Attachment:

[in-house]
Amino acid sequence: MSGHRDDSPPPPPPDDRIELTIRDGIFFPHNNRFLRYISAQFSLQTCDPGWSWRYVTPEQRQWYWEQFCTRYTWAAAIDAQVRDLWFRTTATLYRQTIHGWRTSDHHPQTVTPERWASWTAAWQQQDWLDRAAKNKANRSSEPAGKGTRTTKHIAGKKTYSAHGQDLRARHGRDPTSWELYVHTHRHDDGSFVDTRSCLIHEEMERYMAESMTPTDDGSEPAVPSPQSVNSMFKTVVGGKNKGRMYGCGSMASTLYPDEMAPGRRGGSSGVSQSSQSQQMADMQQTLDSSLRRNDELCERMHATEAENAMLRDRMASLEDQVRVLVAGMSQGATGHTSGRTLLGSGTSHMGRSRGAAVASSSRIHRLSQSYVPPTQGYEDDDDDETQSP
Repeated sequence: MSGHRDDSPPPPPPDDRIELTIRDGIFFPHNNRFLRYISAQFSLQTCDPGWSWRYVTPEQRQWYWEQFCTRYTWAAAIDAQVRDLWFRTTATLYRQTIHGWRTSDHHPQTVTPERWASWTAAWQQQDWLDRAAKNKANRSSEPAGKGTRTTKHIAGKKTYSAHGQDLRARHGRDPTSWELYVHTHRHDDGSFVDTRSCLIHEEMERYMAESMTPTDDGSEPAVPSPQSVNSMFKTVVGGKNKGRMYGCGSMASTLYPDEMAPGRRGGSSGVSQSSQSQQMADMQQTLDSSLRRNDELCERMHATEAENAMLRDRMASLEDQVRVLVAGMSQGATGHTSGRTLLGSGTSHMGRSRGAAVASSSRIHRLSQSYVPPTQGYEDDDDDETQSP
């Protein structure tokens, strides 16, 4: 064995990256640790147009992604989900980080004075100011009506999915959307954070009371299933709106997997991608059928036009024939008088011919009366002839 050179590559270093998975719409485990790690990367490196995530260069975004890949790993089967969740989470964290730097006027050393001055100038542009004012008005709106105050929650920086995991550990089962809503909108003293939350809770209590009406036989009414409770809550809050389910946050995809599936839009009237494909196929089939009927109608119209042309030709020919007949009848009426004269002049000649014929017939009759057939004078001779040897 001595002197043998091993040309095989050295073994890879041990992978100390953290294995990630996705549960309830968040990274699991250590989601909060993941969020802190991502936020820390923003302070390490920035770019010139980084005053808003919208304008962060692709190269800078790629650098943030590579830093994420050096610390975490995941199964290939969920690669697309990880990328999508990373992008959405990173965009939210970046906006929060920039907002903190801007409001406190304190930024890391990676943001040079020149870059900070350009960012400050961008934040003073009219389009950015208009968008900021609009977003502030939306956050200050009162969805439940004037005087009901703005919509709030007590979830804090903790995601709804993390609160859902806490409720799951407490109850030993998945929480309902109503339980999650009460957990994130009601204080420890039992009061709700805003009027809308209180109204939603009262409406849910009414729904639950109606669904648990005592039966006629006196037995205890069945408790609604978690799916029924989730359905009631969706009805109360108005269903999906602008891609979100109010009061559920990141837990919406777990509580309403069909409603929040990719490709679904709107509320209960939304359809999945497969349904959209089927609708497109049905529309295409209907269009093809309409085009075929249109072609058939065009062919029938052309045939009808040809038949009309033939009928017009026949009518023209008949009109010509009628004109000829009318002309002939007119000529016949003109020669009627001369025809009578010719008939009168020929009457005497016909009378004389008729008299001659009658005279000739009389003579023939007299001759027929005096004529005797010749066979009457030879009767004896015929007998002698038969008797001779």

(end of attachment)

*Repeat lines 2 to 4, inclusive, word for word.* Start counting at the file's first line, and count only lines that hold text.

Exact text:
Amino acid sequence: MSGHRDDSPPPPPPDDRIELTIRDGIFFPHNNRFLRYISAQFSLQTCDPGWSWRYVTPEQRQWYWEQFCTRYTWAAAIDAQVRDLWFRTTATLYRQTIHGWRTSDHHPQTVTPERWASWTAAWQQQDWLDRAAKNKANRSSEPAGKGTRTTKHIAGKKTYSAHGQDLRARHGRDPTSWELYVHTHRHDDGSFVDTRSCLIHEEMERYMAESMTPTDDGSEPAVPSPQSVNSMFKTVVGGKNKGRMYGCGSMASTLYPDEMAPGRRGGSSGVSQSSQSQQMADMQQTLDSSLRRNDELCERMHATEAENAMLRDRMASLEDQVRVLVAGMSQGATGHTSGRTLLGSGTSHMGRSRGAAVASSSRIHRLSQSYVPPTQGYEDDDDDETQSP
Repeated sequence: MSGHRDDSPPPPPPDDRIELTIRDGIFFPHNNRFLRYISAQFSLQTCDPGWSWRYVTPEQRQWYWEQFCTRYTWAAAIDAQVRDLWFRTTATLYRQTIHGWRTSDHHPQTVTPERWASWTAAWQQQDWLDRAAKNKANRSSEPAGKGTRTTKHIAGKKTYSAHGQDLRARHGRDPTSWELYVHTHRHDDGSFVDTRSCLIHEEMERYMAESMTPTDDGSEPAVPSPQSVNSMFKTVVGGKNKGRMYGCGSMASTLYPDEMAPGRRGGSSGVSQSSQSQQMADMQQTLDSSLRRNDELCERMHATEAENAMLRDRMASLEDQVRVLVAGMSQGATGHTSGRTLLGSGTSHMGRSRGAAVASSSRIHRLSQSYVPPTQGYEDDDDDETQSP
């Protein structure tokens, strides 16, 4: 064995990256640790147009992604989900980080004075100011009506999915959307954070009371299933709106997997991608059928036009024939008088011919009366002839 050179590559270093998975719409485990790690990367490196995530260069975004890949790993089967969740989470964290730097006027050393001055100038542009004012008005709106105050929650920086995991550990089962809503909108003293939350809770209590009406036989009414409770809550809050389910946050995809599936839009009237494909196929089939009927109608119209042309030709020919007949009848009426004269002049000649014929017939009759057939004078001779040897 001595002197043998091993040309095989050295073994890879041990992978100390953290294995990630996705549960309830968040990274699991250590989601909060993941969020802190991502936020820390923003302070390490920035770019010139980084005053808003919208304008962060692709190269800078790629650098943030590579830093994420050096610390975490995941199964290939969920690669697309990880990328999508990373992008959405990173965009939210970046906006929060920039907002903190801007409001406190304190930024890391990676943001040079020149870059900070350009960012400050961008934040003073009219389009950015208009968008900021609009977003502030939306956050200050009162969805439940004037005087009901703005919509709030007590979830804090903790995601709804993390609160859902806490409720799951407490109850030993998945929480309902109503339980999650009460957990994130009601204080420890039992009061709700805003009027809308209180109204939603009262409406849910009414729904639950109606669904648990005592039966006629006196037995205890069945408790609604978690799916029924989730359905009631969706009805109360108005269903999906602008891609979100109010009061559920990141837990919406777990509580309403069909409603929040990719490709679904709107509320209960939304359809999945497969349904959209089927609708497109049905529309295409209907269009093809309409085009075929249109072609058939065009062919029938052309045939009808040809038949009309033939009928017009026949009518023209008949009109010509009628004109000829009318002309002939007119000529016949003109020669009627001369025809009578010719008939009168020929009457005497016909009378004389008729008299001659009658005279000739009389003579023939007299001759027929005096004529005797010749066979009457030879009767004896015929007998002698038969008797001779």